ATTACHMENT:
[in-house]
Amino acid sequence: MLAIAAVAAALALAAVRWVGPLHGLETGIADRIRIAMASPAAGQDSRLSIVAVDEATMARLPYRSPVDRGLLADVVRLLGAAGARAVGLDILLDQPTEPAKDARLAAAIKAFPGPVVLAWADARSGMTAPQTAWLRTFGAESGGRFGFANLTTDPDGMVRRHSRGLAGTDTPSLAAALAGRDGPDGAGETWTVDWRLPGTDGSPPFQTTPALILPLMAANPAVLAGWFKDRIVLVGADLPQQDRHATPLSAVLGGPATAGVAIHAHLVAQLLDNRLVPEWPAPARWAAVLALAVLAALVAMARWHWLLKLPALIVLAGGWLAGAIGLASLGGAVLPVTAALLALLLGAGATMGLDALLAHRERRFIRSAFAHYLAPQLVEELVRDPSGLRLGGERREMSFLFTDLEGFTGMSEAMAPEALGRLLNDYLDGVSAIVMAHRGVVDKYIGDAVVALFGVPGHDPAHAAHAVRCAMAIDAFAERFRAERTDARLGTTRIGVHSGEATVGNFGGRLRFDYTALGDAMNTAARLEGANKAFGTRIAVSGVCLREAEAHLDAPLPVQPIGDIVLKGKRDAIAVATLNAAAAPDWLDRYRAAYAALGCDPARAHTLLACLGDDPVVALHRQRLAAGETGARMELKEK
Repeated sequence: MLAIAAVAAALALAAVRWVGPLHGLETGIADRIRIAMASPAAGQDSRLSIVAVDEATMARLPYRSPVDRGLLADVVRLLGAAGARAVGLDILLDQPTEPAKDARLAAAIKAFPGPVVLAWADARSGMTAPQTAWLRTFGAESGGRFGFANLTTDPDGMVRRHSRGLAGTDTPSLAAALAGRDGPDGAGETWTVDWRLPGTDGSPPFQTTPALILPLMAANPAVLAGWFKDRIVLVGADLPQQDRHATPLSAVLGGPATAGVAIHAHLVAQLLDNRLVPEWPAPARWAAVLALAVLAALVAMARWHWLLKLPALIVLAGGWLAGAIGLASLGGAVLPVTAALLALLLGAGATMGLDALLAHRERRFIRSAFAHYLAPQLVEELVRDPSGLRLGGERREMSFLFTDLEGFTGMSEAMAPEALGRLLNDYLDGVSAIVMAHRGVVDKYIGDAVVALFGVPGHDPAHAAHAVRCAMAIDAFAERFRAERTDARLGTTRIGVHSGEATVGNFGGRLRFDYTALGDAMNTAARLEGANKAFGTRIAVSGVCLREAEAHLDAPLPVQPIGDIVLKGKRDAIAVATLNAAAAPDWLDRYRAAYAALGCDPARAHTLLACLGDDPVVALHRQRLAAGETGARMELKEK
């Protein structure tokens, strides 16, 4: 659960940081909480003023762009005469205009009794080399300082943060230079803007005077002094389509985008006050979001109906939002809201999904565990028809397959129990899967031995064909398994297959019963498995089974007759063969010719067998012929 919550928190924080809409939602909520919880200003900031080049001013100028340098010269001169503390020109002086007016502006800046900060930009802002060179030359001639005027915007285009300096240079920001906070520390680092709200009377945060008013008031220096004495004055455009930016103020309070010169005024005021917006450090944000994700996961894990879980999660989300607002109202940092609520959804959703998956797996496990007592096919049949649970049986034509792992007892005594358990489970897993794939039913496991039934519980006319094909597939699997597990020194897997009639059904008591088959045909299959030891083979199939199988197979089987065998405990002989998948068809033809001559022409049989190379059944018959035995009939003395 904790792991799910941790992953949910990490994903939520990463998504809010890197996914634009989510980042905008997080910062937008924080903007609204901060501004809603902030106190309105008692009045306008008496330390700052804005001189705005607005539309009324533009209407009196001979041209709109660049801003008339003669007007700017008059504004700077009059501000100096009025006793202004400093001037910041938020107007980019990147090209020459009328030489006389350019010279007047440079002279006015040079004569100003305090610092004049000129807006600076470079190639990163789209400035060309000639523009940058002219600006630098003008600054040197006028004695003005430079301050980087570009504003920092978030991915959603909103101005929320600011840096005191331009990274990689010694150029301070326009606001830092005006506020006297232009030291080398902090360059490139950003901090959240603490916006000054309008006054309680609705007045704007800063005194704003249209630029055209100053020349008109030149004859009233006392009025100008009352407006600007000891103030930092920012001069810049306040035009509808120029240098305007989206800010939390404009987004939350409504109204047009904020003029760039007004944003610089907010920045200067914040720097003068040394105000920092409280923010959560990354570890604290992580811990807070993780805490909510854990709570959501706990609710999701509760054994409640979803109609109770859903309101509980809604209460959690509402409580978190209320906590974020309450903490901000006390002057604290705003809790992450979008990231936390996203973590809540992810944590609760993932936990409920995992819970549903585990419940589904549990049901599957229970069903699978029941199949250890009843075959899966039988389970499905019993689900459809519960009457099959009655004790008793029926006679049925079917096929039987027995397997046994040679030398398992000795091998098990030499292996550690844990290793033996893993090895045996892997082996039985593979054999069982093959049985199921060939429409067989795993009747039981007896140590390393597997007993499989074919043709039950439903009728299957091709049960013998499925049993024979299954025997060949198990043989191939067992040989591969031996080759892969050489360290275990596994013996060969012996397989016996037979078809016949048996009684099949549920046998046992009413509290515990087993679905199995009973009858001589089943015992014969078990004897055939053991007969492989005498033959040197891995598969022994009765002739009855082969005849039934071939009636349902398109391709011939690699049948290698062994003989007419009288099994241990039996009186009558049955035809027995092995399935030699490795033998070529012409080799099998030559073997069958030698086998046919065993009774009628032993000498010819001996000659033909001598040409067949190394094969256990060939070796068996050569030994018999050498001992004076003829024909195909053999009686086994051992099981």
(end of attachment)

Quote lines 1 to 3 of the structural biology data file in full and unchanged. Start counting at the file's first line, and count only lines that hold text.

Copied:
[in-house]
Amino acid sequence: MLAIAAVAAALALAAVRWVGPLHGLETGIADRIRIAMASPAAGQDSRLSIVAVDEATMARLPYRSPVDRGLLADVVRLLGAAGARAVGLDILLDQPTEPAKDARLAAAIKAFPGPVVLAWADARSGMTAPQTAWLRTFGAESGGRFGFANLTTDPDGMVRRHSRGLAGTDTPSLAAALAGRDGPDGAGETWTVDWRLPGTDGSPPFQTTPALILPLMAANPAVLAGWFKDRIVLVGADLPQQDRHATPLSAVLGGPATAGVAIHAHLVAQLLDNRLVPEWPAPARWAAVLALAVLAALVAMARWHWLLKLPALIVLAGGWLAGAIGLASLGGAVLPVTAALLALLLGAGATMGLDALLAHRERRFIRSAFAHYLAPQLVEELVRDPSGLRLGGERREMSFLFTDLEGFTGMSEAMAPEALGRLLNDYLDGVSAIVMAHRGVVDKYIGDAVVALFGVPGHDPAHAAHAVRCAMAIDAFAERFRAERTDARLGTTRIGVHSGEATVGNFGGRLRFDYTALGDAMNTAARLEGANKAFGTRIAVSGVCLREAEAHLDAPLPVQPIGDIVLKGKRDAIAVATLNAAAAPDWLDRYRAAYAALGCDPARAHTLLACLGDDPVVALHRQRLAAGETGARMELKEK
Repeated sequence: MLAIAAVAAALALAAVRWVGPLHGLETGIADRIRIAMASPAAGQDSRLSIVAVDEATMARLPYRSPVDRGLLADVVRLLGAAGARAVGLDILLDQPTEPAKDARLAAAIKAFPGPVVLAWADARSGMTAPQTAWLRTFGAESGGRFGFANLTTDPDGMVRRHSRGLAGTDTPSLAAALAGRDGPDGAGETWTVDWRLPGTDGSPPFQTTPALILPLMAANPAVLAGWFKDRIVLVGADLPQQDRHATPLSAVLGGPATAGVAIHAHLVAQLLDNRLVPEWPAPARWAAVLALAVLAALVAMARWHWLLKLPALIVLAGGWLAGAIGLASLGGAVLPVTAALLALLLGAGATMGLDALLAHRERRFIRSAFAHYLAPQLVEELVRDPSGLRLGGERREMSFLFTDLEGFTGMSEAMAPEALGRLLNDYLDGVSAIVMAHRGVVDKYIGDAVVALFGVPGHDPAHAAHAVRCAMAIDAFAERFRAERTDARLGTTRIGVHSGEATVGNFGGRLRFDYTALGDAMNTAARLEGANKAFGTRIAVSGVCLREAEAHLDAPLPVQPIGDIVLKGKRDAIAVATLNAAAAPDWLDRYRAAYAALGCDPARAHTLLACLGDDPVVALHRQRLAAGETGARMELKEK